Tiered Justice

This just in: Lady Justice can see race and class quite clearly from under that blindfold.  In 2012, HSBC a criminal banking conglomerate settled in court for $1.9 billion in fines rather than face criminal prosecution.  Restorative justice has its virtues, but less so when said justice is routinely offered to some and not others.Continue reading “Tiered Justice”

The Bad Guys: Drugs, Race, Sports, and “Character Concerns”

When we think about drug abuse and sports—removing PED’s from the equation—two sports invariably get the preponderance of the coverage and blame.  Regardless of evidence that substance abuse abounds across sports, just as it does across lines of race, space, class and gender, the general public thinks almost intuitively about NBA and NFL athletes withContinue reading “The Bad Guys: Drugs, Race, Sports, and “Character Concerns””

#KEITHJACKSONMATTERS: The Kid That Sold Crack To The President

On September 1, 1989 two disparate worlds within the same nation briefly overlapped. Then President George H.W. Bush and his speechwriters mulled over what would be the new leaders first address to the nation while vacationing at the Bush compound in affluent Kennebunkport, MA.  Far removed from the shores of Kennebunkport, in the shadows ofContinue reading “#KEITHJACKSONMATTERS: The Kid That Sold Crack To The President”

The Great White Hope: Can Hopelessness and Drug Abuse in White Communities Change the Drug War?

“Cocaine is an epidemic now.  White people are doing it.” – Richard Pryor Heroin has a new face.  The new face of heroin elicits more sympathy, compassion, and understanding.  The new face of heroin is, were told, less threatening.  Ninety percent of new heroin users are white.  From punishment to public health, local and nationalContinue reading “The Great White Hope: Can Hopelessness and Drug Abuse in White Communities Change the Drug War?”

Whitney Houston And The Enduring Stigma Of Crack

Popular perceptions of drugs and alcohol are fluid and in many cases highly volatile.  What we think about drugs and addiction, “very much depends on who is addicted.”  This assertion leveled by David Courtwright is amongst drug scholars, a matter of consensus. The public and government response to crack, as well as the drug’s enduringContinue reading “Whitney Houston And The Enduring Stigma Of Crack”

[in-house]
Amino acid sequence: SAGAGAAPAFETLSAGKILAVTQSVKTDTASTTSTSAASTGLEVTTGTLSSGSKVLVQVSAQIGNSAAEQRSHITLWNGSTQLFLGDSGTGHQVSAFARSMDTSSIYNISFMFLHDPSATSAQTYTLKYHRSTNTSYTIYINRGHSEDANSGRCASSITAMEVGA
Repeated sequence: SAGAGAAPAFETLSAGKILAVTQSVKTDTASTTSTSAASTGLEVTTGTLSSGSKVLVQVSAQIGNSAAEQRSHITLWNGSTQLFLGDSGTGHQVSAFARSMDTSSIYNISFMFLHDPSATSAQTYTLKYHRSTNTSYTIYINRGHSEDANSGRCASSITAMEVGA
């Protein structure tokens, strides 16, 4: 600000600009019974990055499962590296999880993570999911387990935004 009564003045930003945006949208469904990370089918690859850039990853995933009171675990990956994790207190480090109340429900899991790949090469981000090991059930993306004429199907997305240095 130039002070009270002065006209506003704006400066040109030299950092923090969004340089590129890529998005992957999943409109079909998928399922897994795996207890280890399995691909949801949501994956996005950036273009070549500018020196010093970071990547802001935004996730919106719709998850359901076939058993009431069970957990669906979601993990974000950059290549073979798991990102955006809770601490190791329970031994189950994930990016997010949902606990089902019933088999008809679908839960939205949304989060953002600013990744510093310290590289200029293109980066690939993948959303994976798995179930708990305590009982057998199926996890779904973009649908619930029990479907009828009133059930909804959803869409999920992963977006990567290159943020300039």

Night Of The Living Baseheads

In the Crack Era, hyperbolic news segments like 48 Hours on Crack Street ruled the scene.  Few dissenting voices were able to marshal necessary counternarratives in the face of panic and political opportunism.  One unexpected, but historically rooted set of voices smashed through the hushed tones of fear and alarm: the voice of politically conscious rap.  Namely, PublicContinue reading “Night Of The Living Baseheads”

Either You’re Slinging Crack Rock Or You Got A Wicked Jump Shot

At the intersection of race, space, class and hoops Jalen Anthony Rose entered the national imagination in the twilight of the Crack Era.  Depending on where you stood in the culture wars, Rose and his teammates—dubbed the Fab Five—were cultural icons or yet another sign of a culture in decline.  Broadcasting personality Dick Vitale bemoanedContinue reading “Either You’re Slinging Crack Rock Or You Got A Wicked Jump Shot”

Public Disservice

Public service announcements of the War on Drugs have long been lampooned, and for good reason. Nonetheless, many have accepted such advertisements as a relatively benign, if irritating, collateral consequence of watching network television. Not unlike obnoxious pitches for ShamWow, we shrug our shoulders, chuckle, and move on. As rates of drug abuse have onlyContinue reading “Public Disservice”

Can’t We All Just Get Along?

As an historian of the Crack Era, I am more often than not engaging the work of sociologists, anthropologists and criminologists that have treated the drug trade and the hyper-policed urban communities I study. While young graduate students and early career PhD’s are poised to properly historicize the period in years to come, those lookingContinue reading “Can’t We All Just Get Along?”

A Case For Local Control?

When a topic like local control comes up, most historians rightly think of modern conservatism. As a convenient device to couch exclusionary policies, a deference to local control often meant preserving the race and class-based homogeneity of white communities. However, local control has not been universally supported in all cases. A deeper look at the politicsContinue reading “A Case For Local Control?”

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